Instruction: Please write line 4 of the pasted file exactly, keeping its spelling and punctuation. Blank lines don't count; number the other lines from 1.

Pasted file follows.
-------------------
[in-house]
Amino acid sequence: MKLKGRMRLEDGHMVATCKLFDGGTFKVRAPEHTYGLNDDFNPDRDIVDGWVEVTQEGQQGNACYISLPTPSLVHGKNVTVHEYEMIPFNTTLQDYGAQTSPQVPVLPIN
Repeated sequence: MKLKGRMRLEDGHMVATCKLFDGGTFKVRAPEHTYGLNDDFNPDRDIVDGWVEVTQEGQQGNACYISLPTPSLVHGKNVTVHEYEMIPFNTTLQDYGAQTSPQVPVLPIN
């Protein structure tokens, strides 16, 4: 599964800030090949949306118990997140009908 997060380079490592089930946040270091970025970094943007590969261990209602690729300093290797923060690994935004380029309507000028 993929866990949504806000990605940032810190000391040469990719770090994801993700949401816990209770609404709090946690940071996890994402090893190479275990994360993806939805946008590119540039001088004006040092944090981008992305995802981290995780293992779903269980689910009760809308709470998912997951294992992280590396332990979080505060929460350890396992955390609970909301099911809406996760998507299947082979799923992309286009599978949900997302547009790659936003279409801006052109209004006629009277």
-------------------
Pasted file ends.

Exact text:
């Protein structure tokens, strides 16, 4: 599964800030090949949306118990997140009908 997060380079490592089930946040270091970025970094943007590969261990209602690729300093290797923060690994935004380029309507000028 993929866990949504806000990605940032810190000391040469990719770090994801993700949401816990209770609404709090946690940071996890994402090893190479275990994360993806939805946008590119540039001088004006040092944090981008992305995802981290995780293992779903269980689910009760809308709470998912997951294992992280590396332990979080505060929460350890396992955390609970909301099911809406996760998507299947082979799923992309286009599978949900997302547009790659936003279409801006052109209004006629009277």